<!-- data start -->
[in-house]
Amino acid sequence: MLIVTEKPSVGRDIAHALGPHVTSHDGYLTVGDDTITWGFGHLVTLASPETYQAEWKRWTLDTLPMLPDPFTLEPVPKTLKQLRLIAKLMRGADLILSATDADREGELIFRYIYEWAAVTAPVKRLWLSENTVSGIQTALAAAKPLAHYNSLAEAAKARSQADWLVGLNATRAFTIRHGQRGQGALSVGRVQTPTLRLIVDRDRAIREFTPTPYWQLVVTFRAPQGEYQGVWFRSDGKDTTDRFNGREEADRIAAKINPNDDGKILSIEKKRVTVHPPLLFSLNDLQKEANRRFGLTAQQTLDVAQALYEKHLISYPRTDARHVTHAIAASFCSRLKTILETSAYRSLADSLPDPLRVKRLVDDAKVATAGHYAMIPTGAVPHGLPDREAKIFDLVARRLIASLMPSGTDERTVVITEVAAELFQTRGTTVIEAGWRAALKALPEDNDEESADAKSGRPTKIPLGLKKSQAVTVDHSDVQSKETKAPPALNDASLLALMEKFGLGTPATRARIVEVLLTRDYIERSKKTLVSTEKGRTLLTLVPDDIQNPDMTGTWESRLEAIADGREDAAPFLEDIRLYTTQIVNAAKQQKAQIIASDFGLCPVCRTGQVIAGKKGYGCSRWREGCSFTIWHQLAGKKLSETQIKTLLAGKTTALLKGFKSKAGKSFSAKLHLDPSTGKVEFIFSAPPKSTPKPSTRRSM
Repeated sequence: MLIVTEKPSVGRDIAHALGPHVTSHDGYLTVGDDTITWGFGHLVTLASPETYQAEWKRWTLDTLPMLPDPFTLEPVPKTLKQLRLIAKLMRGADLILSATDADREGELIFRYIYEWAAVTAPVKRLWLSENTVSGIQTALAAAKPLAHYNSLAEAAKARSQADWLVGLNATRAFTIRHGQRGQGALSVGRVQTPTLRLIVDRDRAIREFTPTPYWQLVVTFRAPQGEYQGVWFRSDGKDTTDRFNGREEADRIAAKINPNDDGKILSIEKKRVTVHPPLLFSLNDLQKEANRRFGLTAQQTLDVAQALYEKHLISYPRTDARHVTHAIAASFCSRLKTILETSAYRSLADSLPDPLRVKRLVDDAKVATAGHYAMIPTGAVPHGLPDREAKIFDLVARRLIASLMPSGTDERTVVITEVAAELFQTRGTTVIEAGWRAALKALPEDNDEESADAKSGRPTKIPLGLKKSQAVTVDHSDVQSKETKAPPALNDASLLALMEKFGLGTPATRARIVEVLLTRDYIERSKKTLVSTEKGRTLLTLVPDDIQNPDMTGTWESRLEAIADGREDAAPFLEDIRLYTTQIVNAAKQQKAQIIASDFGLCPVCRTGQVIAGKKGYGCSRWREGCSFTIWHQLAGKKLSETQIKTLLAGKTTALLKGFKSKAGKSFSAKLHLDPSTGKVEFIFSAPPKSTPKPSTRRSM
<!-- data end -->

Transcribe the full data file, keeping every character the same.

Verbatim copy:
[in-house]
Amino acid sequence: MLIVTEKPSVGRDIAHALGPHVTSHDGYLTVGDDTITWGFGHLVTLASPETYQAEWKRWTLDTLPMLPDPFTLEPVPKTLKQLRLIAKLMRGADLILSATDADREGELIFRYIYEWAAVTAPVKRLWLSENTVSGIQTALAAAKPLAHYNSLAEAAKARSQADWLVGLNATRAFTIRHGQRGQGALSVGRVQTPTLRLIVDRDRAIREFTPTPYWQLVVTFRAPQGEYQGVWFRSDGKDTTDRFNGREEADRIAAKINPNDDGKILSIEKKRVTVHPPLLFSLNDLQKEANRRFGLTAQQTLDVAQALYEKHLISYPRTDARHVTHAIAASFCSRLKTILETSAYRSLADSLPDPLRVKRLVDDAKVATAGHYAMIPTGAVPHGLPDREAKIFDLVARRLIASLMPSGTDERTVVITEVAAELFQTRGTTVIEAGWRAALKALPEDNDEESADAKSGRPTKIPLGLKKSQAVTVDHSDVQSKETKAPPALNDASLLALMEKFGLGTPATRARIVEVLLTRDYIERSKKTLVSTEKGRTLLTLVPDDIQNPDMTGTWESRLEAIADGREDAAPFLEDIRLYTTQIVNAAKQQKAQIIASDFGLCPVCRTGQVIAGKKGYGCSRWREGCSFTIWHQLAGKKLSETQIKTLLAGKTTALLKGFKSKAGKSFSAKLHLDPSTGKVEFIFSAPPKSTPKPSTRRSM
Repeated sequence: MLIVTEKPSVGRDIAHALGPHVTSHDGYLTVGDDTITWGFGHLVTLASPETYQAEWKRWTLDTLPMLPDPFTLEPVPKTLKQLRLIAKLMRGADLILSATDADREGELIFRYIYEWAAVTAPVKRLWLSENTVSGIQTALAAAKPLAHYNSLAEAAKARSQADWLVGLNATRAFTIRHGQRGQGALSVGRVQTPTLRLIVDRDRAIREFTPTPYWQLVVTFRAPQGEYQGVWFRSDGKDTTDRFNGREEADRIAAKINPNDDGKILSIEKKRVTVHPPLLFSLNDLQKEANRRFGLTAQQTLDVAQALYEKHLISYPRTDARHVTHAIAASFCSRLKTILETSAYRSLADSLPDPLRVKRLVDDAKVATAGHYAMIPTGAVPHGLPDREAKIFDLVARRLIASLMPSGTDERTVVITEVAAELFQTRGTTVIEAGWRAALKALPEDNDEESADAKSGRPTKIPLGLKKSQAVTVDHSDVQSKETKAPPALNDASLLALMEKFGLGTPATRARIVEVLLTRDYIERSKKTLVSTEKGRTLLTLVPDDIQNPDMTGTWESRLEAIADGREDAAPFLEDIRLYTTQIVNAAKQQKAQIIASDFGLCPVCRTGQVIAGKKGYGCSRWREGCSFTIWHQLAGKKLSETQIKTLLAGKTTALLKGFKSKAGKSFSAKLHLDPSTGKVEFIFSAPPKSTPKPSTRRSM